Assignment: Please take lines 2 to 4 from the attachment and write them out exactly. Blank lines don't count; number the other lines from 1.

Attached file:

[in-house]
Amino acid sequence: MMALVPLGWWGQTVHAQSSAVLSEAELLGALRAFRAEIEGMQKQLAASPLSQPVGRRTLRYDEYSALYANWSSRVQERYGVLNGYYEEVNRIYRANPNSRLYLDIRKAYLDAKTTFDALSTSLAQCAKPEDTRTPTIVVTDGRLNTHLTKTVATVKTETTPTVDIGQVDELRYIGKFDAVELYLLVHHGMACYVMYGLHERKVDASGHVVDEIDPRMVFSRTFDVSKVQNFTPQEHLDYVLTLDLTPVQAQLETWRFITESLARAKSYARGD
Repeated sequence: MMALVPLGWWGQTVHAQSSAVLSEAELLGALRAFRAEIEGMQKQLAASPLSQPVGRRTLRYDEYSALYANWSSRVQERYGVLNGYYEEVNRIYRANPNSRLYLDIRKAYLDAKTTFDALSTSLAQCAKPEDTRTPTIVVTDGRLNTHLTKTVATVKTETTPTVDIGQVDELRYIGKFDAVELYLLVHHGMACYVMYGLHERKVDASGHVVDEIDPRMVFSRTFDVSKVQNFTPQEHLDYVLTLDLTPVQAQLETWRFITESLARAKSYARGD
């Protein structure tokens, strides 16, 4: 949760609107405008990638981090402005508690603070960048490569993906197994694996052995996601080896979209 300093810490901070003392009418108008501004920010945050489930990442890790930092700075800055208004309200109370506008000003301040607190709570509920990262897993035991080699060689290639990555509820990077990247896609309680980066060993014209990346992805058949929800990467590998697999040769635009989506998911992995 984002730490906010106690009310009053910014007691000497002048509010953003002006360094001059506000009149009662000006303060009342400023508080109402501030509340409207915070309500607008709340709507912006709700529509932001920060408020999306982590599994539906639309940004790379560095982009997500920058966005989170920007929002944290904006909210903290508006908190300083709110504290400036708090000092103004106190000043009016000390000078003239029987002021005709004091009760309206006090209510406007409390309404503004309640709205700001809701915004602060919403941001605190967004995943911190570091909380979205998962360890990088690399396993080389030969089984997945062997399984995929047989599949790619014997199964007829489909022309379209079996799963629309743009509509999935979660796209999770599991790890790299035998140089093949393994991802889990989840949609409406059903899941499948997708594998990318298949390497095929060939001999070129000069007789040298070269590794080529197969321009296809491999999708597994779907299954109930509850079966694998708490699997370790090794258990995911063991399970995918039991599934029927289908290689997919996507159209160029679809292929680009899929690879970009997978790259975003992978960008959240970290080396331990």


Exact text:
Amino acid sequence: MMALVPLGWWGQTVHAQSSAVLSEAELLGALRAFRAEIEGMQKQLAASPLSQPVGRRTLRYDEYSALYANWSSRVQERYGVLNGYYEEVNRIYRANPNSRLYLDIRKAYLDAKTTFDALSTSLAQCAKPEDTRTPTIVVTDGRLNTHLTKTVATVKTETTPTVDIGQVDELRYIGKFDAVELYLLVHHGMACYVMYGLHERKVDASGHVVDEIDPRMVFSRTFDVSKVQNFTPQEHLDYVLTLDLTPVQAQLETWRFITESLARAKSYARGD
Repeated sequence: MMALVPLGWWGQTVHAQSSAVLSEAELLGALRAFRAEIEGMQKQLAASPLSQPVGRRTLRYDEYSALYANWSSRVQERYGVLNGYYEEVNRIYRANPNSRLYLDIRKAYLDAKTTFDALSTSLAQCAKPEDTRTPTIVVTDGRLNTHLTKTVATVKTETTPTVDIGQVDELRYIGKFDAVELYLLVHHGMACYVMYGLHERKVDASGHVVDEIDPRMVFSRTFDVSKVQNFTPQEHLDYVLTLDLTPVQAQLETWRFITESLARAKSYARGD
């Protein structure tokens, strides 16, 4: 949760609107405008990638981090402005508690603070960048490569993906197994694996052995996601080896979209 300093810490901070003392009418108008501004920010945050489930990442890790930092700075800055208004309200109370506008000003301040607190709570509920990262897993035991080699060689290639990555509820990077990247896609309680980066060993014209990346992805058949929800990467590998697999040769635009989506998911992995 984002730490906010106690009310009053910014007691000497002048509010953003002006360094001059506000009149009662000006303060009342400023508080109402501030509340409207915070309500607008709340709507912006709700529509932001920060408020999306982590599994539906639309940004790379560095982009997500920058966005989170920007929002944290904006909210903290508006908190300083709110504290400036708090000092103004106190000043009016000390000078003239029987002021005709004091009760309206006090209510406007409390309404503004309640709205700001809701915004602060919403941001605190967004995943911190570091909380979205998962360890990088690399396993080389030969089984997945062997399984995929047989599949790619014997199964007829489909022309379209079996799963629309743009509509999935979660796209999770599991790890790299035998140089093949393994991802889990989840949609409406059903899941499948997708594998990318298949390497095929060939001999070129000069007789040298070269590794080529197969321009296809491999999708597994779907299954109930509850079966694998708490699997370790090794258990995911063991399970995918039991599934029927289908290689997919996507159209160029679809292929680009899929690879970009997978790259975003992978960008959240970290080396331990």